Though Duchi anticipated she would do research in college, she wasn’t sure she would want it to be part of her career. “GEAR UP exposed me to so many different career paths available in population aging, as well as the chance to network with established people in the field and see what they do, how they manage to keep balance in their life, for example, during their medical education and then as a physician.”

Bardales is a mathematical economics major with a statistics minor who wants to eventually earn a doctorate in economics. He has been working with the Population Studies Center’s Irma Elo, Tamsen and Michael Brown Presidential Professor of Sociology, and Jere Behrman, William R. Kenan Jr. Professor of Economics, on two projects in Chile addressing cognitive aging and health inequality. “I had a feeling I wanted to pursue research as a career, so it was great getting this experience,” he says.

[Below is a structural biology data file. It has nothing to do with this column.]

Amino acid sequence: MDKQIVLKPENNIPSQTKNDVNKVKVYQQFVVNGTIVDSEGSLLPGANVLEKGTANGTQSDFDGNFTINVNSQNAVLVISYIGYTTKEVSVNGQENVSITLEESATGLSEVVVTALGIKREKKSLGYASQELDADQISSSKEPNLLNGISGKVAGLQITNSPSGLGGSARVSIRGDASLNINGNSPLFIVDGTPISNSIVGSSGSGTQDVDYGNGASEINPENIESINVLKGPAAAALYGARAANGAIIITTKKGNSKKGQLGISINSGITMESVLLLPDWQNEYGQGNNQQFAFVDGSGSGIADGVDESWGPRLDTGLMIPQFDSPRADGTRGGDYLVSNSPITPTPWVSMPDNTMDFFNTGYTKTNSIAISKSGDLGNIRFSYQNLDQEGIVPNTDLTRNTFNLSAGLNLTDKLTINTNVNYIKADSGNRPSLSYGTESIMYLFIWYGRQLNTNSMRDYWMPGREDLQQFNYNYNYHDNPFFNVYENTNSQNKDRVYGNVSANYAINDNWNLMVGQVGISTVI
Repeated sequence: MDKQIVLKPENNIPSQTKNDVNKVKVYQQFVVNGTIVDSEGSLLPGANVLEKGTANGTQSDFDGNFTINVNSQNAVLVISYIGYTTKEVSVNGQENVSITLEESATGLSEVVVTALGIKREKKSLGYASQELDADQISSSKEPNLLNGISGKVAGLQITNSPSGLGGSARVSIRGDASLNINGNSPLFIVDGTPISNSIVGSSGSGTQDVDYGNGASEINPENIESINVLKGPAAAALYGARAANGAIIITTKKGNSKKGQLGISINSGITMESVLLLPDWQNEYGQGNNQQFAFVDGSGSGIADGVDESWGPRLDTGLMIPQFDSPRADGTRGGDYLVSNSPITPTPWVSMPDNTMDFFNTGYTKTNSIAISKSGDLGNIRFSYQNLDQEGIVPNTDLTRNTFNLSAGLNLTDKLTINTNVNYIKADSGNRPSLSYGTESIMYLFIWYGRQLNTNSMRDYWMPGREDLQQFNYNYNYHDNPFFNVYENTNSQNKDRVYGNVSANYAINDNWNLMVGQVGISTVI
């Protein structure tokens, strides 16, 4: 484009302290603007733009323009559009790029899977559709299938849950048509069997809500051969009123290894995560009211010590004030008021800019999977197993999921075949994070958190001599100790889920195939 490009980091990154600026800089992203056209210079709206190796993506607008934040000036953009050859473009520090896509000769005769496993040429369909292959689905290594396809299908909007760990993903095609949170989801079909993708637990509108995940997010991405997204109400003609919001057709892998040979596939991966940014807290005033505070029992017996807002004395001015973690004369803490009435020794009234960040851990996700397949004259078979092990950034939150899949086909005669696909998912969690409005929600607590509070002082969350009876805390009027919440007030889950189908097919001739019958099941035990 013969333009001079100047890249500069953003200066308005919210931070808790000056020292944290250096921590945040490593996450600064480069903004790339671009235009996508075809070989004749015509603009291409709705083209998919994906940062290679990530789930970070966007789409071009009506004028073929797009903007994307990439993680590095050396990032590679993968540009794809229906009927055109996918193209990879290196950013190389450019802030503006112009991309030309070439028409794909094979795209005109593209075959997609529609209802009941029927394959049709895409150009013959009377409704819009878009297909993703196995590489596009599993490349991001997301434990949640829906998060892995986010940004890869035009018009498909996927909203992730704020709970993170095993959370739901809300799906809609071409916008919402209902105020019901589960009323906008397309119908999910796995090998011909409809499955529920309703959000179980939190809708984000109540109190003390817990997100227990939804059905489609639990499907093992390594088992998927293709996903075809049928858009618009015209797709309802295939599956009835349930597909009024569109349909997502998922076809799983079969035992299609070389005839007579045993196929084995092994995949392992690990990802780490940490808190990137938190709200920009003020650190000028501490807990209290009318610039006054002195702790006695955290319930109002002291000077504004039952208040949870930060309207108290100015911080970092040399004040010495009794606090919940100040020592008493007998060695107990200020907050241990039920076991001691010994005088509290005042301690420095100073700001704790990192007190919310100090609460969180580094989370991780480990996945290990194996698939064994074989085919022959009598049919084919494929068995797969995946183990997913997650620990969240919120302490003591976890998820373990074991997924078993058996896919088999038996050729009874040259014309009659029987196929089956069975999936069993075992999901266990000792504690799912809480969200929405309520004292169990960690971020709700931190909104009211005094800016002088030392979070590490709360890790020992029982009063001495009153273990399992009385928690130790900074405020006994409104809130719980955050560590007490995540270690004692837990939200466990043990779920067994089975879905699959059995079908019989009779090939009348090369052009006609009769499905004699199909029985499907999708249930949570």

For the cognitive aging project, they’re working with a team at the University of Texas Medical Branch that is conducting research in Mexico. “We’re comparing results between Mexico and Chile,” says Bardales, adding that he has benefited from collaborating with people from different backgrounds and from getting the essential training to pursue a research career. “I know [now] what the expectations are,” he says.

For Werner, the experiences Bardales and Duchi describe are all part of what makes GEAR UP a success. “The goal is to make population aging research more visible at the undergraduate level and make it accessible,” she says. “We have the scholars and established research programs here to provide hands-on engagement and mentoring. It’s very cool to be engaged and see research coming alive.”